In July of 2009, Tech’s Parking and Transportation Services (PTS), in conjunction with Capital Planning and Space Management (CPSM) and independent consulting firm, Vanasse Hangen Brustlin, released the Parking and Transportation Master Plan. That document outlined plans, in a short term of five years and a long term of 10 years, for the Institute’s parking and transit systems, and seven years in, it’s clear that while some of the document’s recommendations have been taken, much of the short term and long term plans have been adapted to match unforeseen shifts in the Institute’s priorities.
Perhaps the most notable of proposals in the Master Plan which have come to fruition since 2009 is the Campus Transit Center (also known as the Transit Hub), which was constructed in 2011 to provide a centralized location on campus from which shuttles can operate. Still, the original plan for the center included a covered walkway for students travelling between the Transit Center Student Center, CULC, and the Skiles Classroom Building, which has not been constructed.
Other proposals in the plan have been partially implemented, including the modification of the Green Stinger route to increase its utility to students, seeing as it had the lowest ridership of all transportation routes in 2009. Additionally, the introduction of new shuttles was suggested to provide relief for the Tech Trolley vehicles, and has been partially accomplished with the recent introduction of the Tech Square
Still, some of the plan’s most ambitious and exciting proposals have yet to be introduced. The plan called for the addition of three new transit routes running to several downtown destinations, including one to the Vine City MARTA Station, which adjoins the Georgia Dome and the new Mercedes-Benz Stadium; one to the CNN Center, which would provide students greater access to the Centennial Olympic Park area; and one to the Civic Center, which would include a stop directly outside of the North Avenue MARTA Station, which is currently not served by any route.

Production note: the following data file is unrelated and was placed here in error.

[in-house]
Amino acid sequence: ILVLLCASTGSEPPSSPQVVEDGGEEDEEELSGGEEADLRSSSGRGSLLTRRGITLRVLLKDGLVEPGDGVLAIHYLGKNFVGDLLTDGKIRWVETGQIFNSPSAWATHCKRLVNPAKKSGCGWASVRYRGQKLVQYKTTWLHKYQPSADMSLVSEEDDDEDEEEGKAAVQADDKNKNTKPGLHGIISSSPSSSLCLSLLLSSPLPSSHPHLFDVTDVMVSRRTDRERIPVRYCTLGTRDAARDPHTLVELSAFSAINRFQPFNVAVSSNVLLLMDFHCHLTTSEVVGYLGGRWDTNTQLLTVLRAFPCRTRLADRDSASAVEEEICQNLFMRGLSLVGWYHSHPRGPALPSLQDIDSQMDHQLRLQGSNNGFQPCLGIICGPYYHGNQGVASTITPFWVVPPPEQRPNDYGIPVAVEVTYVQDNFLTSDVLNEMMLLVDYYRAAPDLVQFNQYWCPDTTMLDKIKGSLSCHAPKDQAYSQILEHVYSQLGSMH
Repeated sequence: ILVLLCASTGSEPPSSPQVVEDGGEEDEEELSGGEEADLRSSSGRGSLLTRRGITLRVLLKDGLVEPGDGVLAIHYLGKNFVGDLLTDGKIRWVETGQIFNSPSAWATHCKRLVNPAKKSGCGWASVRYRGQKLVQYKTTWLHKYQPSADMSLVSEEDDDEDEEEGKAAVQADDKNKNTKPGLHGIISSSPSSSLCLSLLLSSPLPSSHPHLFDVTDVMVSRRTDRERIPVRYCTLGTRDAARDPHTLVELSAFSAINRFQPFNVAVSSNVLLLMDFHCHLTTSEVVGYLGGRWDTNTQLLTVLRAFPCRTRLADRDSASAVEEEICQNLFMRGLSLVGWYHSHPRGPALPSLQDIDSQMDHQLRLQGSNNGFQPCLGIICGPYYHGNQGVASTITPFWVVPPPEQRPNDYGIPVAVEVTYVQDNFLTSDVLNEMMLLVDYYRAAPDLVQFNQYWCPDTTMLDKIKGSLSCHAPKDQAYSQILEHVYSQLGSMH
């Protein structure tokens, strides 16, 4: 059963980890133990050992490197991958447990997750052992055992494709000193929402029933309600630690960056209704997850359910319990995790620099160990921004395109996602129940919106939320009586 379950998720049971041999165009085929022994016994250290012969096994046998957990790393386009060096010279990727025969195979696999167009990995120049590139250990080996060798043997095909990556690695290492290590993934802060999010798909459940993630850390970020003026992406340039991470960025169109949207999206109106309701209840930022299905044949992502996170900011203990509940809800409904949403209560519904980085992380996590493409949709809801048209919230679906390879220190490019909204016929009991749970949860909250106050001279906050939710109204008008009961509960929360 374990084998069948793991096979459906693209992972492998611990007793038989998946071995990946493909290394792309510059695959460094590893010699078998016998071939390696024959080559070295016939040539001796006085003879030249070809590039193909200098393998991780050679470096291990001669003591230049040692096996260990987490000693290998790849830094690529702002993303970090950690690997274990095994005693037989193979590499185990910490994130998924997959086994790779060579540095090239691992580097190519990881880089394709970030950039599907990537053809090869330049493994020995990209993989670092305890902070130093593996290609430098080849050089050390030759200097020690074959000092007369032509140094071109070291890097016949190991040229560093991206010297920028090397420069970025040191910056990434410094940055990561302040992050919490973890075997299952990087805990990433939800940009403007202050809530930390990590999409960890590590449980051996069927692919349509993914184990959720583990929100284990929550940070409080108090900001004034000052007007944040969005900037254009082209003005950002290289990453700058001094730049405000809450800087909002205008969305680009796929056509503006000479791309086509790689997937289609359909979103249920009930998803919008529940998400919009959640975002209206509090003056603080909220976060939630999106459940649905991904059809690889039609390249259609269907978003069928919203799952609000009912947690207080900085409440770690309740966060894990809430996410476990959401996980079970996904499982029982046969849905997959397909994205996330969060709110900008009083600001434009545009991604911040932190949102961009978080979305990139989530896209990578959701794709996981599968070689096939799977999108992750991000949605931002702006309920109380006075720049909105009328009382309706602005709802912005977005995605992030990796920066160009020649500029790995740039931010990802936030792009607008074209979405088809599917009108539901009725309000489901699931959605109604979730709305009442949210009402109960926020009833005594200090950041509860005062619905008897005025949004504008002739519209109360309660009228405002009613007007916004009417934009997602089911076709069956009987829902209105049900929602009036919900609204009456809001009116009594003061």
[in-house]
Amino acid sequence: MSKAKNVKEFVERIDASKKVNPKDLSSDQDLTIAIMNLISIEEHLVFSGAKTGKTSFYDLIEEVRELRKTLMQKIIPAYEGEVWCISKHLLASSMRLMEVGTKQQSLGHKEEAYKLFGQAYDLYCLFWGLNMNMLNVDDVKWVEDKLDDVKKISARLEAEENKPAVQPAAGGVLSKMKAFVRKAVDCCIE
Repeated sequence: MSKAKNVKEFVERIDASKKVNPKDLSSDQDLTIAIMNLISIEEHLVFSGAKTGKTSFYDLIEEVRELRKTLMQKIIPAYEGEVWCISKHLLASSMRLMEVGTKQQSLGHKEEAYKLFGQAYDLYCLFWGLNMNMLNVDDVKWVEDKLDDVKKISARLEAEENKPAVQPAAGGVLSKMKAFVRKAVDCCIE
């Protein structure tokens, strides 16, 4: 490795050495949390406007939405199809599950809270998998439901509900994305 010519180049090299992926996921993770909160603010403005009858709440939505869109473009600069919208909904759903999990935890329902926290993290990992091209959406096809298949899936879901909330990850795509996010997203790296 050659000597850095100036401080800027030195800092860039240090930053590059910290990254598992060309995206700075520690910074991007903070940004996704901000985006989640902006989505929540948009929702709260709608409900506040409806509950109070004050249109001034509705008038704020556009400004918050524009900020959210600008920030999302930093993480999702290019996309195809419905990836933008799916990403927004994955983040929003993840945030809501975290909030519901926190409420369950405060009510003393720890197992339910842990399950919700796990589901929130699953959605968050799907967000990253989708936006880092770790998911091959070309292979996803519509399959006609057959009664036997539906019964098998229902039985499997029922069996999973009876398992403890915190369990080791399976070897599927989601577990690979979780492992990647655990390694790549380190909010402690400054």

“Under our financial constraints, our priority is to provide transit within campus,” said Lisa Safstrom, a campus transportation planner with PTS. This constraint forces PTS to prioritize relieving pressure on existing routes with new shuttles over introducing new routes to other
Safstrom also stressed that the Master Plan, which is often referred to as a “living document,” has evolved since its creation. Such evolutions are due in part to initiatives, such as the Bicycle Master Plan and other Campus Master Plans, as well as City of Atlanta initiatives such as Connect Atlanta and Cycle Atlanta. Tech’s increasing emphasis on sustainability also plays a role in determining transportation plans. Safstrom mentioned that PTS must constantly adapt to respond to the “changing demographics, demands and influences” of Tech’s community and the city around it.
When asked about external influences on PTS’s efforts, Safstrom mentioned that the stretch of North Avenue running along and adjacent to campus as well as 10th Street are being mentioned as possible routes for Atlanta’s proposed network of streetcars.
“We’re monitoring the progress of planning for the streetcar,” Safstrom said, “but … at this time, our plans have not been affected.”
It is likely, however, that increasing streetcar infrastructure will impact the expansion of Tech transportation in the future.
The Transportation Master Plan is among several encompassed by Tech’s overall Campus Master Plan; other components include the Housing Master Plan, which was also issued in 2009, as well as ADA Compliance Plans and smaller projects such as the Bicycle Master Plan.